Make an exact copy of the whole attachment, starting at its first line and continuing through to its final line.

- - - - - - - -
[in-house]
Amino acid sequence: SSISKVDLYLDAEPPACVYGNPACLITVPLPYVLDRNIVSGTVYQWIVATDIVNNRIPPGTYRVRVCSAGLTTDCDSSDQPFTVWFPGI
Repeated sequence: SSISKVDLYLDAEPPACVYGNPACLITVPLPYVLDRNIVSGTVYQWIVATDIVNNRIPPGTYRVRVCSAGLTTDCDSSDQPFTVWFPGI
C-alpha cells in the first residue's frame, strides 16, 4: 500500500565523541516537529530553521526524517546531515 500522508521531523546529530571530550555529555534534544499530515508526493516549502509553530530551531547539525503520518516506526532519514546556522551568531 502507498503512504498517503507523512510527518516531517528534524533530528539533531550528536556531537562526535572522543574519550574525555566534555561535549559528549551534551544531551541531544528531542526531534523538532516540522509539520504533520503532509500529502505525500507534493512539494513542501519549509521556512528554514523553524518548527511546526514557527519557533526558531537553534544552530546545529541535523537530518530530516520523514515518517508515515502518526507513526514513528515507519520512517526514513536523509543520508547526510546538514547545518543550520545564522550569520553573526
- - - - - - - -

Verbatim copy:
[in-house]
Amino acid sequence: SSISKVDLYLDAEPPACVYGNPACLITVPLPYVLDRNIVSGTVYQWIVATDIVNNRIPPGTYRVRVCSAGLTTDCDSSDQPFTVWFPGI
Repeated sequence: SSISKVDLYLDAEPPACVYGNPACLITVPLPYVLDRNIVSGTVYQWIVATDIVNNRIPPGTYRVRVCSAGLTTDCDSSDQPFTVWFPGI
C-alpha cells in the first residue's frame, strides 16, 4: 500500500565523541516537529530553521526524517546531515 500522508521531523546529530571530550555529555534534544499530515508526493516549502509553530530551531547539525503520518516506526532519514546556522551568531 502507498503512504498517503507523512510527518516531517528534524533530528539533531550528536556531537562526535572522543574519550574525555566534555561535549559528549551534551544531551541531544528531542526531534523538532516540522509539520504533520503532509500529502505525500507534493512539494513542501519549509521556512528554514523553524518548527511546526514557527519557533526558531537553534544552530546545529541535523537530518530530516520523514515518517508515515502518526507513526514513528515507519520512517526514513536523509543520508547526510546538514547545518543550520545564522550569520553573526